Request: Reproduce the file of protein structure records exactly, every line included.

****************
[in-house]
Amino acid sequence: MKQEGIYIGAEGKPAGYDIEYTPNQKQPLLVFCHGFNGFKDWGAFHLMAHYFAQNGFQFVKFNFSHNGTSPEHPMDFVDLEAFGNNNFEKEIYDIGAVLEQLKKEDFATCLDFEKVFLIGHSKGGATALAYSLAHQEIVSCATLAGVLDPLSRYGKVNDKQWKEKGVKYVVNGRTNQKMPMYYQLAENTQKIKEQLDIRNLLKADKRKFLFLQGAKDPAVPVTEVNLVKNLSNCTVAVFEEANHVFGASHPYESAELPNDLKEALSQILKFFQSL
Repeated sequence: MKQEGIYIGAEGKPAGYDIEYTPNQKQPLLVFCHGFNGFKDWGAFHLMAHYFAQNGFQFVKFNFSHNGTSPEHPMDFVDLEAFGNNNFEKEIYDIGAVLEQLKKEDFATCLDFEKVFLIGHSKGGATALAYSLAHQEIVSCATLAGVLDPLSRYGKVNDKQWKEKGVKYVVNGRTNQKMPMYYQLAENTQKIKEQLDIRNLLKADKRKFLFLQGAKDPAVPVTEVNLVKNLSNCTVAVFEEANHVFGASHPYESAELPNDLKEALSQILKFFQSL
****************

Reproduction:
[in-house]
Amino acid sequence: MKQEGIYIGAEGKPAGYDIEYTPNQKQPLLVFCHGFNGFKDWGAFHLMAHYFAQNGFQFVKFNFSHNGTSPEHPMDFVDLEAFGNNNFEKEIYDIGAVLEQLKKEDFATCLDFEKVFLIGHSKGGATALAYSLAHQEIVSCATLAGVLDPLSRYGKVNDKQWKEKGVKYVVNGRTNQKMPMYYQLAENTQKIKEQLDIRNLLKADKRKFLFLQGAKDPAVPVTEVNLVKNLSNCTVAVFEEANHVFGASHPYESAELPNDLKEALSQILKFFQSL
Repeated sequence: MKQEGIYIGAEGKPAGYDIEYTPNQKQPLLVFCHGFNGFKDWGAFHLMAHYFAQNGFQFVKFNFSHNGTSPEHPMDFVDLEAFGNNNFEKEIYDIGAVLEQLKKEDFATCLDFEKVFLIGHSKGGATALAYSLAHQEIVSCATLAGVLDPLSRYGKVNDKQWKEKGVKYVVNGRTNQKMPMYYQLAENTQKIKEQLDIRNLLKADKRKFLFLQGAKDPAVPVTEVNLVKNLSNCTVAVFEEANHVFGASHPYESAELPNDLKEALSQILKFFQSL